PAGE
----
New legislation seeks to fight opioid use among pregnant women
Jun 22, 2018, 7:06 PM | Updated: 7:06 pm
SALT LAKE CITY, Utah – Among the legislation the U.S. House of Representatives passed Friday to curb the opioid crisis was a bill designed to address this statistic: Utah leads the nation in opioid prescriptions for pregnant women.
“Sadly, the impact this has had on Utah has been overwhelming,” Rep. John Curtis, R-Utah, said on the House floor about the opioid epidemic.
“Across the nation, one in five women receive an opioid prescription during pregnancy,” Curtis went on to say. “In Utah that number is doubled.”
Curtis’ POPPY bill, or Protecting Against Opioid Prescription-abuse During Prenatal Year Study Act, seeks to study and increase public awareness about Opioid Use Disorder During Pregnancy.
“Health care experts, providers, and patients agree: there is simply too much we don’t know about why pregnant women are being prescribed opioids and what possible alternatives might provide better health outcomes for mothers and their newborn children,” Curtis said in a statement.
The POPPY Study Act, or H.R. 5646, passed the House as an amendment to a large package of bills designed to fight the opioid epidemic. The legislation now heads to the Senate.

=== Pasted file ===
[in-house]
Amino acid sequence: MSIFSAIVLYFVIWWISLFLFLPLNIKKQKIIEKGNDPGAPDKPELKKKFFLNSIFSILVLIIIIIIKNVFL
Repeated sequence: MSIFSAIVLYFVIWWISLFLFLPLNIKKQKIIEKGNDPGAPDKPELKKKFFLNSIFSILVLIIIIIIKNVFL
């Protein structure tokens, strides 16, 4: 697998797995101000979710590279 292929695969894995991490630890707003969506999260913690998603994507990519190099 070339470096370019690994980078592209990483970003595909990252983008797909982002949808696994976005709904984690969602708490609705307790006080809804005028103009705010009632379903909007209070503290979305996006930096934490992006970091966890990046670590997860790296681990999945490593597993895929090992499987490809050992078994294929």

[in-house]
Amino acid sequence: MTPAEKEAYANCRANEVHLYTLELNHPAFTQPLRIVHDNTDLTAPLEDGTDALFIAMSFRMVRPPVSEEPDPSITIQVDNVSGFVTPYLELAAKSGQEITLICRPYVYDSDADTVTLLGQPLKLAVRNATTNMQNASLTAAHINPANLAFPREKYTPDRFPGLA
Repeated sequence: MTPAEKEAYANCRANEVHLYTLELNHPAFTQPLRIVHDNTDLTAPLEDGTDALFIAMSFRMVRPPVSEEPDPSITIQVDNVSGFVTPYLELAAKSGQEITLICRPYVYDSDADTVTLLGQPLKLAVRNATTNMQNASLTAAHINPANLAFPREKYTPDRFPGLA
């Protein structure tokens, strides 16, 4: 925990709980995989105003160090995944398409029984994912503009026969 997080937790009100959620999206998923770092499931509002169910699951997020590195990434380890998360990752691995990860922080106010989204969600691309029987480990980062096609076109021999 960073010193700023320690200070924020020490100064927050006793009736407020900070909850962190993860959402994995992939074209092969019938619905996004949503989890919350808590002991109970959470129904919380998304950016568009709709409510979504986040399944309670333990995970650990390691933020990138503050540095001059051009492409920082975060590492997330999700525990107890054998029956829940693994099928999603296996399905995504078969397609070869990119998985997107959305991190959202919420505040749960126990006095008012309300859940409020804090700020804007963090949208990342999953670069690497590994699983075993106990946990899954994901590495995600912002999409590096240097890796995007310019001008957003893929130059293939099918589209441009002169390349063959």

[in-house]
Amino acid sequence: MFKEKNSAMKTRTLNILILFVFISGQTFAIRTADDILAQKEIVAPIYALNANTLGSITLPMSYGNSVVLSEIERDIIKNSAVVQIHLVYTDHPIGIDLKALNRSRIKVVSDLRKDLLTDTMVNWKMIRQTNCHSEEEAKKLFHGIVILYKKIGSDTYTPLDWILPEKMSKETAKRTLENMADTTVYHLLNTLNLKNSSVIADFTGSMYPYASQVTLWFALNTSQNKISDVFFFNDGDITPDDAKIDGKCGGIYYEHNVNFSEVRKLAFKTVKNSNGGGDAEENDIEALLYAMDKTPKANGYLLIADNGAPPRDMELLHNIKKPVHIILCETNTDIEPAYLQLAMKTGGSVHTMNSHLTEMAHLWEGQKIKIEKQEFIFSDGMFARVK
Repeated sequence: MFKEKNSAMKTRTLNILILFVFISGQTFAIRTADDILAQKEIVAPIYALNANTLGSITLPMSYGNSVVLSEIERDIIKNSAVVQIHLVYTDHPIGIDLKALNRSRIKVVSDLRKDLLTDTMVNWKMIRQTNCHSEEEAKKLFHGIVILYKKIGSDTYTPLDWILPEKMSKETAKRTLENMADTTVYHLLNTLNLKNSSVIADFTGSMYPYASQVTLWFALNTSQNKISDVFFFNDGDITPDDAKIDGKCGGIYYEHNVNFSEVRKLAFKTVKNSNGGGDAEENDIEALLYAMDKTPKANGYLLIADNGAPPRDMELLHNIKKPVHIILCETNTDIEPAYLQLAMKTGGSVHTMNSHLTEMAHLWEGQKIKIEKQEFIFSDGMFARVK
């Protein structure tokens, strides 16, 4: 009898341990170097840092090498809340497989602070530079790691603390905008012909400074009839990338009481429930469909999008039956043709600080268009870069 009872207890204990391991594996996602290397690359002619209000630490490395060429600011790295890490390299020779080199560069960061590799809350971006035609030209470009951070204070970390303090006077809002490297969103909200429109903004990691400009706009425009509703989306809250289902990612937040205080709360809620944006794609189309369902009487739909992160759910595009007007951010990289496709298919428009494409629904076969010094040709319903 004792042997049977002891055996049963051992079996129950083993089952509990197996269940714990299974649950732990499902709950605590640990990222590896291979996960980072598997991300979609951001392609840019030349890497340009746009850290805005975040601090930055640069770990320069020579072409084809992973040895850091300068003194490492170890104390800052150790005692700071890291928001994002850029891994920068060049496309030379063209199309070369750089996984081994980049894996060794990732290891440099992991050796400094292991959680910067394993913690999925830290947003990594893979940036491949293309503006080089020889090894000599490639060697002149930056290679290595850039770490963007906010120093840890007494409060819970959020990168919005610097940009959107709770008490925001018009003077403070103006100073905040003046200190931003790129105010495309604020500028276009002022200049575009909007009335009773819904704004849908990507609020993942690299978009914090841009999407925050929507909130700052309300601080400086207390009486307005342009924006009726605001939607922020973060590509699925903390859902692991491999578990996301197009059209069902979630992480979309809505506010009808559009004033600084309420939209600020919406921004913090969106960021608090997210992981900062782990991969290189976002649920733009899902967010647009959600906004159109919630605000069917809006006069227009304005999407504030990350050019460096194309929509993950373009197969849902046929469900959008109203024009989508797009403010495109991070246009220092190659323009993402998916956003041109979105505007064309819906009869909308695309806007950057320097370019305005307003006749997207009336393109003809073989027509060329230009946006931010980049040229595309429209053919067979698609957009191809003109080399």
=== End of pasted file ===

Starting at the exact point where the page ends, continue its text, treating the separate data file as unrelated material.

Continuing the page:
In addition to increasing research on why opioids are being prescribed during pregnancy, Curtis said his bill will provide more data on how opioids are misused by pregnant women and what types of non-opiate pain management therapies would be effective and safe during pregnancy.
“Utah, actually, is the highest state in terms of prescribing for pregnant women,” Lisa Nichols, the executive director of community health and Intermountain Healthcare, said about opioids.
Nichols said she supports the new legislation and hopes it provides more information about why opioids are prescribed to expecting mothers, how it could be done differently and how to best provide treatment to pregnant women who are abusing opioids.
“Everything a woman does during her pregnancy affects her fetus,” Nichols said.
As part of raising public awareness, Nichols said the big message for pregnant women is to not be afraid to seek treatment.
“They shouldn’t feel ashamed. They should come forward and that’s the right thing to do for themselves and their child,” she said. “It’s not a condition of moral weakness.”